Coherent elastic neutrino-nucleus scattering (CENNS) is a process in which a neutrino scatters coherently over all nucleons in a nucleus. The coherence increases the CENNS cross-section by up to two orders of magnitudes with respect to standard neutrino detection methods such as the inverse beta-decay (IBD). Thanks to the boost in the cross-section, the flavor blindness and the missing threshold, CENNS offers a unique way to study neutrino properties, and to test the Standard Model of Particle Physics (SM) as well as to search for new physics. One of the main challenges of such CENNS experiments are to reach a sub-keV energy threshold, as well as a low background count rate at such low energies. Nuclear reactors are strong (anti-) neutrino sources, however, experimental sites close to nuclear power plants are typically at a shallow overburden and the cosmic background needs to be reduced.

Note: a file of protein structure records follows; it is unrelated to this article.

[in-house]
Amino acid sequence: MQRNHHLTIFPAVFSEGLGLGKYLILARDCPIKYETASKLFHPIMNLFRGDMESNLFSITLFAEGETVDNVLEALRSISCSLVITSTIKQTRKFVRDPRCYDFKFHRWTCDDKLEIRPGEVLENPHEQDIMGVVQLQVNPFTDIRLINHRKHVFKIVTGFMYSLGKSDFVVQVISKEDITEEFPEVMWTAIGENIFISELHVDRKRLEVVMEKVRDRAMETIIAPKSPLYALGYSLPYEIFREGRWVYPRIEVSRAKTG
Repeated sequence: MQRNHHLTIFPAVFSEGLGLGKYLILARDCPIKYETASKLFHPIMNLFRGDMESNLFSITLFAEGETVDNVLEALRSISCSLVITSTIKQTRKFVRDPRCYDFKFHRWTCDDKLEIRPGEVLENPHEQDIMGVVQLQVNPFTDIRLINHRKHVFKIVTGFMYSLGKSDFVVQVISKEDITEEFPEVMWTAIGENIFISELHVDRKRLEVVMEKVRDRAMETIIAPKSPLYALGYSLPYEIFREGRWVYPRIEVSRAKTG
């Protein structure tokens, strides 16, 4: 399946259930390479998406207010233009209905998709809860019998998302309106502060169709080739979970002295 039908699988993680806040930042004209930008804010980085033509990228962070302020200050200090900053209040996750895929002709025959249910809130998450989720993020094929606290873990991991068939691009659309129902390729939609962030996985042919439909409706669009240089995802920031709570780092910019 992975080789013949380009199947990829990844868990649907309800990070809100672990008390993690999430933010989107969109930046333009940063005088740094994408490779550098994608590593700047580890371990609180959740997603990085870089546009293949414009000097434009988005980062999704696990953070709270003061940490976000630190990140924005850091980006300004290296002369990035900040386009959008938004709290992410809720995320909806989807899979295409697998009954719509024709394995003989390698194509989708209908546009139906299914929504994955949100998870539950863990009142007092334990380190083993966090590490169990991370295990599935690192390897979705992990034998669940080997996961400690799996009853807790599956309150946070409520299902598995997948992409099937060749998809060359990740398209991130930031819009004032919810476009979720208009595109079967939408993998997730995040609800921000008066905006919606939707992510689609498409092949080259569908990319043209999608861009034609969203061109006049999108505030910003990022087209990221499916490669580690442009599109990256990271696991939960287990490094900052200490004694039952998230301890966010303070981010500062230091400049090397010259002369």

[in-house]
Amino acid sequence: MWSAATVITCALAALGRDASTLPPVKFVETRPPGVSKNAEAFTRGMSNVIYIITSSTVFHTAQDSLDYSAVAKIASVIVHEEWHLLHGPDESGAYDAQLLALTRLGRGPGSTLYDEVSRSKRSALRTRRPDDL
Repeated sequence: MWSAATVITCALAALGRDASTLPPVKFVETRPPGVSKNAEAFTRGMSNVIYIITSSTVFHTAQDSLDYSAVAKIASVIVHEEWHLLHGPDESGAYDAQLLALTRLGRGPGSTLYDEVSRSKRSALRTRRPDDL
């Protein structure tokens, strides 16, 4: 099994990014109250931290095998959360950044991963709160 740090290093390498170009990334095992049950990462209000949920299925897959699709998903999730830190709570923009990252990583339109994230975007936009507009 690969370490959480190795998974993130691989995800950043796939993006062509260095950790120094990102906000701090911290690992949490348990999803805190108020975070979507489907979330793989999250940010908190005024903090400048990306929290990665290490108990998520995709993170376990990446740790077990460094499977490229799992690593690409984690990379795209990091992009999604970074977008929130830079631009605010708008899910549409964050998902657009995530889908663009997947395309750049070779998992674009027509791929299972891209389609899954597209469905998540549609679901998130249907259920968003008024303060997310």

A new-generation neutrino experiment exploiting CENNS is being designed at the Chooz nuclear power plant in France. To study CENNS, bolometric detectors with an energy threshold below 20 eV will be installed in a new experimental site, called the Very-Near-Site (VNS), inside the inner area of the power plant. First measurements indicate that the overburden at the VNS is below 5 m.w.e., thus, requiring an effective active and passive reduction of the cosmic-ray induced background, such as neutrons and muons. Neutrons are a particularly dangerous background since they feature the same signature as CENNS events.